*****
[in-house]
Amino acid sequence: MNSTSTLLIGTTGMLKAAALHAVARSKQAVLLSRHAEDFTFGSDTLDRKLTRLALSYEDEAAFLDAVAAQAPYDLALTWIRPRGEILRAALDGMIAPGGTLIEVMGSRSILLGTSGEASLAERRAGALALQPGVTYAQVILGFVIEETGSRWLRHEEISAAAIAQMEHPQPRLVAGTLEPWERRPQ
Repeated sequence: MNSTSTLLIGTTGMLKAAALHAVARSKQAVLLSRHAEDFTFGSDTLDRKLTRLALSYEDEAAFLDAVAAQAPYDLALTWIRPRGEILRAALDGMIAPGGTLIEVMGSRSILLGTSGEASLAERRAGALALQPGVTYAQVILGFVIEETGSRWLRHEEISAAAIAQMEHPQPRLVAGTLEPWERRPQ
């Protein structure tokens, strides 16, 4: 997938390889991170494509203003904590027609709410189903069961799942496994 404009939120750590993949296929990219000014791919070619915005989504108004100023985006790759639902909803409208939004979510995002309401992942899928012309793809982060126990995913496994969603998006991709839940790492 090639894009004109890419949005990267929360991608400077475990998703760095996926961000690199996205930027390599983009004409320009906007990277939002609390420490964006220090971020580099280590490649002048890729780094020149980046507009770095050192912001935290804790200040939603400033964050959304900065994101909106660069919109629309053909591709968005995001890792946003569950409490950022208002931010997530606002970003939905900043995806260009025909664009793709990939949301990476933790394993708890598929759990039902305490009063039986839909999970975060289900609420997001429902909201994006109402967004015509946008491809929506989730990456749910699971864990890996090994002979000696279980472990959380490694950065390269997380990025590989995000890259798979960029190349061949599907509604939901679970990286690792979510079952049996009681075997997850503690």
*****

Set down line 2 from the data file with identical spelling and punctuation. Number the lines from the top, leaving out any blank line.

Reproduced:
Amino acid sequence: MNSTSTLLIGTTGMLKAAALHAVARSKQAVLLSRHAEDFTFGSDTLDRKLTRLALSYEDEAAFLDAVAAQAPYDLALTWIRPRGEILRAALDGMIAPGGTLIEVMGSRSILLGTSGEASLAERRAGALALQPGVTYAQVILGFVIEETGSRWLRHEEISAAAIAQMEHPQPRLVAGTLEPWERRPQ